“Nothing has changed – only players who are playing consistent high-quality county cricket and who are seen as a positive influence will be selected for England.”
Perhaps the second half of this statement should have made Kevin check his stride, but it is clear that the ECB recognises that, whilst I would doubt that they feel vulnerable to any claim, at best this has been terribly handled, with Graves issuing a statement today denying either misleading or deceiving the batsman.
There are a couple of other interesting legal questions:
1. Does the exclusion of Pietersen constitute a de facto ban, without due process, which Pietersen is permitted to challenge, or is the ECB entitled to act without any restraint in such regard? Pietersen would argue that in effect, what is dressed up as ‘a trust issue’ is in fact a sanction for text-gate and for the fall-out from his book, and that this sanction has been imposed without due process and without the usual rights of appeal. The ECB would argue that they can select whom they choose, on many grounds, factoring in the team dynamic and whether or not the Captain wishes to play in the same team as someone. The problem is, however, Strauss did not cite an inability for Cook to play alongside Pietersen as being the reason, and at least on the basis of the reasons given in public by Strauss, there would appear to be grounds for challenging the status quo as a guised ban, of indeterminate length.
2. The ECB is a company limited by guarantee, presumably with obligations to its rightsholders. Chief amongst those obligations is the requirement to maximise profits, and in this regard, there is little question that Pietersen puts more bums on seats than anyone else, for all the controversy he brings. In this regard, it is questionable that a decision such as this, which ultimately impacts upon the bottom line, should rest with someone who has such a personal issue. If Cook’s personal feelings underpin the decision, then at least the decision could be justified on the basis that it goes to on-pitch performance. However, the lack of trust which Andrew Strauss has in Pietersen is nothing to the point, as Strauss no longer plays alongside him. We are forced then to consider the question of whether Strauss is the right person for the job, or whether he is acquitting himself of his duties, if he is unable to select arguably our greatest talent for his own personal reasons – reasons documented in expletives broadcast on air.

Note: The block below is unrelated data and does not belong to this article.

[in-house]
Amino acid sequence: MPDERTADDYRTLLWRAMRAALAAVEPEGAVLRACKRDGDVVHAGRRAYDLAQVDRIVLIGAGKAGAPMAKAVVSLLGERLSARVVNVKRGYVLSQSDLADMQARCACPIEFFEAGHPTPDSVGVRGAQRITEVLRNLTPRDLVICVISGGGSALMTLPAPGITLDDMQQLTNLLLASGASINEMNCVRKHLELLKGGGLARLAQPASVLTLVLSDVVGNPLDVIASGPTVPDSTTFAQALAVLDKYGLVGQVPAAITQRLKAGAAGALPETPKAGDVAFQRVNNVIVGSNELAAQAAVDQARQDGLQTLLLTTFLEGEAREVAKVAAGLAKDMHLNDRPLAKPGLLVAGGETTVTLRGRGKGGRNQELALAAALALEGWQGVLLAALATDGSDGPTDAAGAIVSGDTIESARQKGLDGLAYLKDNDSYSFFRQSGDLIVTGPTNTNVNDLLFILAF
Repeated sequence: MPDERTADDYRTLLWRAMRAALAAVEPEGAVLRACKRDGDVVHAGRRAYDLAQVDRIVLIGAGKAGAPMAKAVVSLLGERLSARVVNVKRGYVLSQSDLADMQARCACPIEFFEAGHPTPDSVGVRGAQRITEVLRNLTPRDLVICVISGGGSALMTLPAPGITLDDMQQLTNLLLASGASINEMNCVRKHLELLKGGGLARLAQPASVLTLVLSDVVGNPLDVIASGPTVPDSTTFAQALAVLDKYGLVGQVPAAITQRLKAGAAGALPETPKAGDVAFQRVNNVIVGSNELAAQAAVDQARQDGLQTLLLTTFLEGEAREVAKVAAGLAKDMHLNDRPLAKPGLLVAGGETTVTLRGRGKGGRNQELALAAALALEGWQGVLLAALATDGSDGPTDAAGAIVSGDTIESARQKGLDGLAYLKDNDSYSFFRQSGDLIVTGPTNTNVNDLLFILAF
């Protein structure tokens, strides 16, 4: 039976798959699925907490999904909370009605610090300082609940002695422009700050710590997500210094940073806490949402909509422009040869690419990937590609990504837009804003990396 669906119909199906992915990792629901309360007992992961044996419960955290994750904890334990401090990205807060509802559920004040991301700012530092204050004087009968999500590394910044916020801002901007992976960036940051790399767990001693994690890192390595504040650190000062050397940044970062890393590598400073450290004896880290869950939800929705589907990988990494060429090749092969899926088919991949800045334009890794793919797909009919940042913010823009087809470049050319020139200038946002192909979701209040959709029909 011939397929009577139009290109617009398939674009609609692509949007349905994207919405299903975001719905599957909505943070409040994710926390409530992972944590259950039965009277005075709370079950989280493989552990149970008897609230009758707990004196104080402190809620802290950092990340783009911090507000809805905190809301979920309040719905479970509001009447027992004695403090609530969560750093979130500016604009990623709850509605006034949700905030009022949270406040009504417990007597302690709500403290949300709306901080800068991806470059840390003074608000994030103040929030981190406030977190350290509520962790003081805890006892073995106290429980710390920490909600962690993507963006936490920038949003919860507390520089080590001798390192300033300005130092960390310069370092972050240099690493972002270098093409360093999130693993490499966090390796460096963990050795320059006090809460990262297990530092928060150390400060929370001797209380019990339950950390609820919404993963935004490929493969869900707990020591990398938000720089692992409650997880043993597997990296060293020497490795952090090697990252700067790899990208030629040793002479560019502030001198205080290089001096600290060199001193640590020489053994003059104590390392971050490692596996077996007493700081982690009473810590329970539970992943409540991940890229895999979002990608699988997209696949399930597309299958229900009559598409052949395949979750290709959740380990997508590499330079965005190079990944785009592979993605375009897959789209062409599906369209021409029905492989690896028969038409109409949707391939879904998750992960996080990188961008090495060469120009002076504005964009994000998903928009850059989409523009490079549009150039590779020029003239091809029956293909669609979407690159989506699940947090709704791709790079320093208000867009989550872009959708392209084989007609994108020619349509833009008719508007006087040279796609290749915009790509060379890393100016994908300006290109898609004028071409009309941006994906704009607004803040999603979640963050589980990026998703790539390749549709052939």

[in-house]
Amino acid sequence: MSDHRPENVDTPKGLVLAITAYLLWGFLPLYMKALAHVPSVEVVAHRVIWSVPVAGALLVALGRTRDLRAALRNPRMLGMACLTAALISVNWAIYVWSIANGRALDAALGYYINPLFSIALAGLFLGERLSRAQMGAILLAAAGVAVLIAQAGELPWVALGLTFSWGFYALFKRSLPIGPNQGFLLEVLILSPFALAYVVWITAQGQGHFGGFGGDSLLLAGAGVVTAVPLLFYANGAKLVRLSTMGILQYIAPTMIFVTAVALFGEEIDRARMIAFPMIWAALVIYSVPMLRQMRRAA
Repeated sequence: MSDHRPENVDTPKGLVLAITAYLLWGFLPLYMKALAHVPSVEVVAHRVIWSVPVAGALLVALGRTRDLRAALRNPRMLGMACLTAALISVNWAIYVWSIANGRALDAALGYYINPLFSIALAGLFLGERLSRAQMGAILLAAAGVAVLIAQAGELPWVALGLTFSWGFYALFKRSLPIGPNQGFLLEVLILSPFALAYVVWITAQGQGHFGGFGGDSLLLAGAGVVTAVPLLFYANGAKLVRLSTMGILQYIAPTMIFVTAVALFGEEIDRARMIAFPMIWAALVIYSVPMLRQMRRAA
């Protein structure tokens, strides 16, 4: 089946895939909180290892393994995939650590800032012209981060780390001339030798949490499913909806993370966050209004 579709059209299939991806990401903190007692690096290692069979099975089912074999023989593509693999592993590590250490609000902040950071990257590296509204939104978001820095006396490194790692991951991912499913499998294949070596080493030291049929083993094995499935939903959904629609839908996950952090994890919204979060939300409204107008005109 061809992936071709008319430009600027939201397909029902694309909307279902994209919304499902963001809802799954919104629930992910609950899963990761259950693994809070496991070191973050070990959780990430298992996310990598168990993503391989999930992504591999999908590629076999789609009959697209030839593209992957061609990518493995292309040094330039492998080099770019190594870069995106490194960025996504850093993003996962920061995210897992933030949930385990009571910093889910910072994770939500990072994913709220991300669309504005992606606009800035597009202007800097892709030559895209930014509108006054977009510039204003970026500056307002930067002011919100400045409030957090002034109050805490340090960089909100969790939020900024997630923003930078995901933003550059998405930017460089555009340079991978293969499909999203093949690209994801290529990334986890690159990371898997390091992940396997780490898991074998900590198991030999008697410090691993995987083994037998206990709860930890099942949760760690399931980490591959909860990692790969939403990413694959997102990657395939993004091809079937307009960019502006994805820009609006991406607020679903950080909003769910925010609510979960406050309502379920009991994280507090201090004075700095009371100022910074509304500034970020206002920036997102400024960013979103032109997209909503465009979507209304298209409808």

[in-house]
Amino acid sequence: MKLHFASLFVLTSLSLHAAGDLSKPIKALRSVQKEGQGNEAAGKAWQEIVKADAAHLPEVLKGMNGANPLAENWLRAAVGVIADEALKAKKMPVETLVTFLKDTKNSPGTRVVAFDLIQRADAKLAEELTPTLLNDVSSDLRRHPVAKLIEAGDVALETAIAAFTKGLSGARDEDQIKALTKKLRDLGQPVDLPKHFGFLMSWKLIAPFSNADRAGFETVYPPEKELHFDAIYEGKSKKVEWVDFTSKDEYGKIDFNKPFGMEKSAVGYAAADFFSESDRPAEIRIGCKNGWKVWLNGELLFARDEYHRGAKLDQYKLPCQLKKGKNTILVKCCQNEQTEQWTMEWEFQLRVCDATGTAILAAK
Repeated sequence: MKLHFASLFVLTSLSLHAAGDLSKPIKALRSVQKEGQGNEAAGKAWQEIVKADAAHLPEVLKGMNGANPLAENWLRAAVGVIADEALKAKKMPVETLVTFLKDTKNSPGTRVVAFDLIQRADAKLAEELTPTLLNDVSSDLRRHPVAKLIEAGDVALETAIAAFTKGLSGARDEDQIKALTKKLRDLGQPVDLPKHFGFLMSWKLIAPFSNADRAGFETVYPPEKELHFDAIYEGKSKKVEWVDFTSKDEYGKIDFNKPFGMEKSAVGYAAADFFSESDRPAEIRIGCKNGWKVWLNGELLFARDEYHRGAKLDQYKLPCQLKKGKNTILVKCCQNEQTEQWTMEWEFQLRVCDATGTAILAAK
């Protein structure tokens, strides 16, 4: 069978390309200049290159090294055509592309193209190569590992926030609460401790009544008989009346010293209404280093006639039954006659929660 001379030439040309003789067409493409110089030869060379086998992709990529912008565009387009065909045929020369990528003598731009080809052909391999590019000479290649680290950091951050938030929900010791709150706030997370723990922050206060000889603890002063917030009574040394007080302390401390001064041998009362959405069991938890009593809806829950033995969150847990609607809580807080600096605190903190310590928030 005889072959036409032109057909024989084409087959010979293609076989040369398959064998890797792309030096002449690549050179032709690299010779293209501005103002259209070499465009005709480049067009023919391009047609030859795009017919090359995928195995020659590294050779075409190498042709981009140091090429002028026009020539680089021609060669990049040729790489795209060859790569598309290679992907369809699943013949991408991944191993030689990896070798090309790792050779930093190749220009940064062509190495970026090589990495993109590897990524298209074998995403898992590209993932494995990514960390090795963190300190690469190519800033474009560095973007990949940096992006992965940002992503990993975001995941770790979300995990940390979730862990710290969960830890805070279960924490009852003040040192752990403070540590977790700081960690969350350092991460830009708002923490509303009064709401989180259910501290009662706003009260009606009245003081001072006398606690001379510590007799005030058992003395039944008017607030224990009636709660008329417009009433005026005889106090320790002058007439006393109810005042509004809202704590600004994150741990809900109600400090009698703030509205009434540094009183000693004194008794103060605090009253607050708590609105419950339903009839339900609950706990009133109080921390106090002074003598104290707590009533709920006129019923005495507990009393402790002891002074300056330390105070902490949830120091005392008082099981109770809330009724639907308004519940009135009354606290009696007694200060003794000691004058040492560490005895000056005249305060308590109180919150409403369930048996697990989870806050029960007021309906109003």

Unless of course that is simply the public face of it, and all Strauss is doing is protecting Cook. Rumblings suggest that this is more about Cook’s trust issues than those of Strauss, with rumours abound that Cook had threatened to resign if Pietersen returned to the fold.
Why Andrew Strauss felt the need to state that Pietersen was presently excluded – rather than simply omitting him from the squad in due course – is hard to fathom. Then at least the question of legal remedy, for all Pietersen’s appropriate indignation, would not even be entertained. Rather an avoidable mess then, all things considered.